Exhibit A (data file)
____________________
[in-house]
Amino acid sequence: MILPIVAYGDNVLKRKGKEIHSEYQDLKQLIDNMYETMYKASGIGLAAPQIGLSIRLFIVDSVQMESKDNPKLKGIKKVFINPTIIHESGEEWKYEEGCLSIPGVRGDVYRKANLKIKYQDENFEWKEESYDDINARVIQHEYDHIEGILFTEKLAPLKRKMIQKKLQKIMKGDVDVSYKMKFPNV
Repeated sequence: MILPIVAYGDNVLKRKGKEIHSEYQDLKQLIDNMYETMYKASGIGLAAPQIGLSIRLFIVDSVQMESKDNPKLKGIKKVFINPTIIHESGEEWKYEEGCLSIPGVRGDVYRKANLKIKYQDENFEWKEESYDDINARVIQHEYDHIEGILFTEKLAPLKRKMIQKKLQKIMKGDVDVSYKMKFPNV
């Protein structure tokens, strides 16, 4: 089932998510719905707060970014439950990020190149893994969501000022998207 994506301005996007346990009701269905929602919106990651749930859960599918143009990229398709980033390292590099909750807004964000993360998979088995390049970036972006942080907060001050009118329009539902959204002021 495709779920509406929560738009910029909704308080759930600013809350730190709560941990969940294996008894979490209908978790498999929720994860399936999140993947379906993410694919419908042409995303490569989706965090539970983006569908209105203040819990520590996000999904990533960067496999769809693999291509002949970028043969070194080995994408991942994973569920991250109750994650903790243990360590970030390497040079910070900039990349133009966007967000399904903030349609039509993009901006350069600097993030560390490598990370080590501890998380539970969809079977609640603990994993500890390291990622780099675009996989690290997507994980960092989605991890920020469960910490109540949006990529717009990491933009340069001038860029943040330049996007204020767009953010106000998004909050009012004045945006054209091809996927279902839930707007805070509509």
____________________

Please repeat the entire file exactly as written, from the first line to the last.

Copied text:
[in-house]
Amino acid sequence: MILPIVAYGDNVLKRKGKEIHSEYQDLKQLIDNMYETMYKASGIGLAAPQIGLSIRLFIVDSVQMESKDNPKLKGIKKVFINPTIIHESGEEWKYEEGCLSIPGVRGDVYRKANLKIKYQDENFEWKEESYDDINARVIQHEYDHIEGILFTEKLAPLKRKMIQKKLQKIMKGDVDVSYKMKFPNV
Repeated sequence: MILPIVAYGDNVLKRKGKEIHSEYQDLKQLIDNMYETMYKASGIGLAAPQIGLSIRLFIVDSVQMESKDNPKLKGIKKVFINPTIIHESGEEWKYEEGCLSIPGVRGDVYRKANLKIKYQDENFEWKEESYDDINARVIQHEYDHIEGILFTEKLAPLKRKMIQKKLQKIMKGDVDVSYKMKFPNV
């Protein structure tokens, strides 16, 4: 089932998510719905707060970014439950990020190149893994969501000022998207 994506301005996007346990009701269905929602919106990651749930859960599918143009990229398709980033390292590099909750807004964000993360998979088995390049970036972006942080907060001050009118329009539902959204002021 495709779920509406929560738009910029909704308080759930600013809350730190709560941990969940294996008894979490209908978790498999929720994860399936999140993947379906993410694919419908042409995303490569989706965090539970983006569908209105203040819990520590996000999904990533960067496999769809693999291509002949970028043969070194080995994408991942994973569920991250109750994650903790243990360590970030390497040079910070900039990349133009966007967000399904903030349609039509993009901006350069600097993030560390490598990370080590501890998380539970969809079977609640603990994993500890390291990622780099675009996989690290997507994980960092989605991890920020469960910490109540949006990529717009990491933009340069001038860029943040330049996007204020767009953010106000998004909050009012004045945006054209091809996927279902839930707007805070509509």